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It's Never Too Late To Be An Artist

Kathryn Wasserman Davis started painting landscapes when she was 90 years old. Now 105, she has become a prolific chronicler of the Hudson River.

Kathryn Wasserman Davis started painting landscapes when she was 90 years old. Now 105, she has become a prolific chronicler of the Hudson River. 

In a short film about her, Kathryn Davis: Painting of a Life, she is quoted as saying: “I look at the blank canvas and think what in heavens am I going to put on this?” As a painter myself, I know exactly how she feels. There is nothing more daunting to me than an empty canvas.

Her statement echoes the sentiments of many an artist. But, Davis goes on to say: “Then I get going and it’s fun to see the picture evolving.  I did try once to do a portrait of myself and I carefully eliminated all the wrinkles. I’m a very fast impressionist, and I get very impatient if it takes me longer than two and a half hours to finish a picture.” Davis is living proof that it is never too late to become an artist. Her paintings draw inspiration from the picturesque views of the Hudson from her hilltop Tarrytown home. She has been a resident of the village for over 70 years.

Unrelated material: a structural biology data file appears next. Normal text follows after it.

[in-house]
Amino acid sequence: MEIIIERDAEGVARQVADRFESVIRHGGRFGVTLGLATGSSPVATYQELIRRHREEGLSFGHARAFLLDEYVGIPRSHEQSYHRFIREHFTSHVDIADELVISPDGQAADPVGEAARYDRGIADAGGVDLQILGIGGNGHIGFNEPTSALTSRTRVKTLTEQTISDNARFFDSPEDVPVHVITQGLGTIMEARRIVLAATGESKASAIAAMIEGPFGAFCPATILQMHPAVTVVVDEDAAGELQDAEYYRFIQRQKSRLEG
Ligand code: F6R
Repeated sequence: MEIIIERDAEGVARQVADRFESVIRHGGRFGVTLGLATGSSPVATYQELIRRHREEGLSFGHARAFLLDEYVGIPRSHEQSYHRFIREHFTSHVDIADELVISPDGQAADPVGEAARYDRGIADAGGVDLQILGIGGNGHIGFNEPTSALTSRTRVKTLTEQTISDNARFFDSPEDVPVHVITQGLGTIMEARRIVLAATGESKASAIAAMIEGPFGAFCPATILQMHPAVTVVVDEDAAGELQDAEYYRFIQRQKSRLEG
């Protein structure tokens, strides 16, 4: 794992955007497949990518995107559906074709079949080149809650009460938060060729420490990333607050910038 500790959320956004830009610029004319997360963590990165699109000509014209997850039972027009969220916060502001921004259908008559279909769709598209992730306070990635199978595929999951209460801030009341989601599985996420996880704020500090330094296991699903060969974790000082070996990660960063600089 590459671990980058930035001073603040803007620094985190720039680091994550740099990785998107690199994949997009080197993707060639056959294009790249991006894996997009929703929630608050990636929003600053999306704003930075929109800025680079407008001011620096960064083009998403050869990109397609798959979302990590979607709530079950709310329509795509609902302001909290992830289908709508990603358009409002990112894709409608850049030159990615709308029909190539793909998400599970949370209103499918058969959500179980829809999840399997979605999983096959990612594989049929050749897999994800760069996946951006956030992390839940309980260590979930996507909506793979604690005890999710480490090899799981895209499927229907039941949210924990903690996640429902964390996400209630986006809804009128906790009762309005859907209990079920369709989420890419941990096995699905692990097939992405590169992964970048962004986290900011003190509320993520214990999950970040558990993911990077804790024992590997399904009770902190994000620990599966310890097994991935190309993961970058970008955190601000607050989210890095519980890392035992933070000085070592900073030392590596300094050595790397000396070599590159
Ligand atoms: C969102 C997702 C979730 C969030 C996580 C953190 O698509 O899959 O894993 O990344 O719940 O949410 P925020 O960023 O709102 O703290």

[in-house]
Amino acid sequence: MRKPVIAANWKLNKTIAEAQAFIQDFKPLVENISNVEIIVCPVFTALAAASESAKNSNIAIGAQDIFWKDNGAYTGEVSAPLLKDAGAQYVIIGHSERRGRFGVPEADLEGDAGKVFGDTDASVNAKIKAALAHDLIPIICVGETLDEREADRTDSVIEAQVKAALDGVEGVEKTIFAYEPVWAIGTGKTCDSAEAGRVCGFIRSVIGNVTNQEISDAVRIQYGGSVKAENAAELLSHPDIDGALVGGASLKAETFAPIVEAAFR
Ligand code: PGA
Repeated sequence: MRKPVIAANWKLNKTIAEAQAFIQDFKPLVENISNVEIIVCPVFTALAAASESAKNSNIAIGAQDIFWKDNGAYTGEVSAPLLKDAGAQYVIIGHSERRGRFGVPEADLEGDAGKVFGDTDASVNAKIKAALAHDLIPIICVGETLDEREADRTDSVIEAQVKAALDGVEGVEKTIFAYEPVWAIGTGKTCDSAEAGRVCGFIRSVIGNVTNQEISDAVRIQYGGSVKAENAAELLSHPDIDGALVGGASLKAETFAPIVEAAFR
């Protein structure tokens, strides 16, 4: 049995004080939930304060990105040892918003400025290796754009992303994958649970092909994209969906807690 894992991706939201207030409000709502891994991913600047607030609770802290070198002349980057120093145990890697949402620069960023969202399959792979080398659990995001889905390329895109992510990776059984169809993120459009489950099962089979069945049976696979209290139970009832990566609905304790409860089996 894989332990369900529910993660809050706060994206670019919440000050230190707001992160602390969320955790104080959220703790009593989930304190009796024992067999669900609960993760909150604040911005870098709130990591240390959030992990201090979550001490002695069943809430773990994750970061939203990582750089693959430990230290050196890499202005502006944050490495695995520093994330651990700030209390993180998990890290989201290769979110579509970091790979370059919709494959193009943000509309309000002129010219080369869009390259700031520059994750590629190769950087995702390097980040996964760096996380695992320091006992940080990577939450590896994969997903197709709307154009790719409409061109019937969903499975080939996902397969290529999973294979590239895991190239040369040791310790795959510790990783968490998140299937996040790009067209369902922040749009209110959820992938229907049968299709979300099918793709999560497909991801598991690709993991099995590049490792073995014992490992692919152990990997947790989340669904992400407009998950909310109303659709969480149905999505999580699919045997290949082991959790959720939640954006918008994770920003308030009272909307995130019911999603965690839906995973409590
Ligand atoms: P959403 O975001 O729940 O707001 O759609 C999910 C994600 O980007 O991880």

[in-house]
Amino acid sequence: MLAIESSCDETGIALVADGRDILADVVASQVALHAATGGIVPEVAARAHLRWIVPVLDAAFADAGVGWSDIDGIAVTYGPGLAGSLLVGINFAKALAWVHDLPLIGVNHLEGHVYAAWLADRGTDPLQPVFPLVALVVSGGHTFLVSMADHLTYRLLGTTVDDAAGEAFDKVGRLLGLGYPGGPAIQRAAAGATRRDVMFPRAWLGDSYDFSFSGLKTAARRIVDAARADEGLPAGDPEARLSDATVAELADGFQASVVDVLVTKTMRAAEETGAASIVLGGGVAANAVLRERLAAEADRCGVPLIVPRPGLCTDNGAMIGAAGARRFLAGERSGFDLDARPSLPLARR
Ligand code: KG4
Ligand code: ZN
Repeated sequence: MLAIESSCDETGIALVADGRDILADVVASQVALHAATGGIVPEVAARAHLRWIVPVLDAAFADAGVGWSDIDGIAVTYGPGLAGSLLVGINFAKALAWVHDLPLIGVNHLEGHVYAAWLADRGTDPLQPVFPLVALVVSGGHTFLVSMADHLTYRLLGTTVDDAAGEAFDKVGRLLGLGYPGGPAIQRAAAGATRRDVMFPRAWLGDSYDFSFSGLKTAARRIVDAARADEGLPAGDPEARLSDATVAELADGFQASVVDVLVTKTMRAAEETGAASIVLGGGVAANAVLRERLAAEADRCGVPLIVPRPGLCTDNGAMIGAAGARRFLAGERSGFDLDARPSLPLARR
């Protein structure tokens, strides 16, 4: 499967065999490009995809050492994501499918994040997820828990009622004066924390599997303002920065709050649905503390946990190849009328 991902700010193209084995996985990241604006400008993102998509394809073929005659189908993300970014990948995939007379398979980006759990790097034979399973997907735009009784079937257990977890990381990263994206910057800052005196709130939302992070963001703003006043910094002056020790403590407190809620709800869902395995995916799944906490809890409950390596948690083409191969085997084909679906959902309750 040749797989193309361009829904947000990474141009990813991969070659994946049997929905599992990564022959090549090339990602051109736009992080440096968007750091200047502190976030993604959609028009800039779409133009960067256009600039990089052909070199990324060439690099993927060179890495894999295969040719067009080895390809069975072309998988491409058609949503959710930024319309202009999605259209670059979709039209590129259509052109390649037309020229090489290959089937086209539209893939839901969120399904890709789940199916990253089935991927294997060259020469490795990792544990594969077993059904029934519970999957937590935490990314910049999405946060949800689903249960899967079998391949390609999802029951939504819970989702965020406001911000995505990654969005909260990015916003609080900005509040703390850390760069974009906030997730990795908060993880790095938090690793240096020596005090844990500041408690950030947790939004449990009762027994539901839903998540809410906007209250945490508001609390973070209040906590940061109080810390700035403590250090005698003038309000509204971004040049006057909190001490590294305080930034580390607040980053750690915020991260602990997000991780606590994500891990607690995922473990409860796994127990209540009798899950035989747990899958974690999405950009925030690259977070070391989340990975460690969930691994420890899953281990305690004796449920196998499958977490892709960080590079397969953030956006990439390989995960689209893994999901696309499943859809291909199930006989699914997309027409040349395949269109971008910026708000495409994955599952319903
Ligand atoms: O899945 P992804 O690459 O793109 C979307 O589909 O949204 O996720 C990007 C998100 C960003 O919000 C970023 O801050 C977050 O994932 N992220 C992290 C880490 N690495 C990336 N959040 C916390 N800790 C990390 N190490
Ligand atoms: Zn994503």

Davis’s lifelong goal has been to create a peaceful world, calm and beautiful like the scenes she paints. She has dedicated her second century on earth to encouraging younger generations to bring peace to the planet through her Projects for Peace initiative.   Davis, an author, whose lifelong philanthropy includes support for the arts, holds a PhD in International Relations from the University of Geneva.  She was recently honored by theJacob Burns Film Center, receiving their Leadership Award for her lifelong contributions to the county, as well as her support of JBFC international film and education programs. The Kathryn W. Davis Fellowship for International Understanding Through Film allows filmmakers and educators from all over the world to work and teach at JBFC.

It’s fun to note that Davis is a thoroughly modern woman marching in a suffragette parade when she was four. She reports that when her mother got the right to vote, “she and my father did not vote on the same ticket.”  Married for 62 years to businessman Shelby Cullom Davis who was a United States Ambassador to Switzerland, she says she met her husband on a train. “I think I started the conversation by asking a very brilliant question. I said to him, ‘Is Geneva the next stop?’”  Single ladies:  Think about using that line the next time you are on a train.

Photo: David Swope, JBFC Chairman, and Kathryn W. Davis at the JBFC 2012 Anniversary Celebration on September 29

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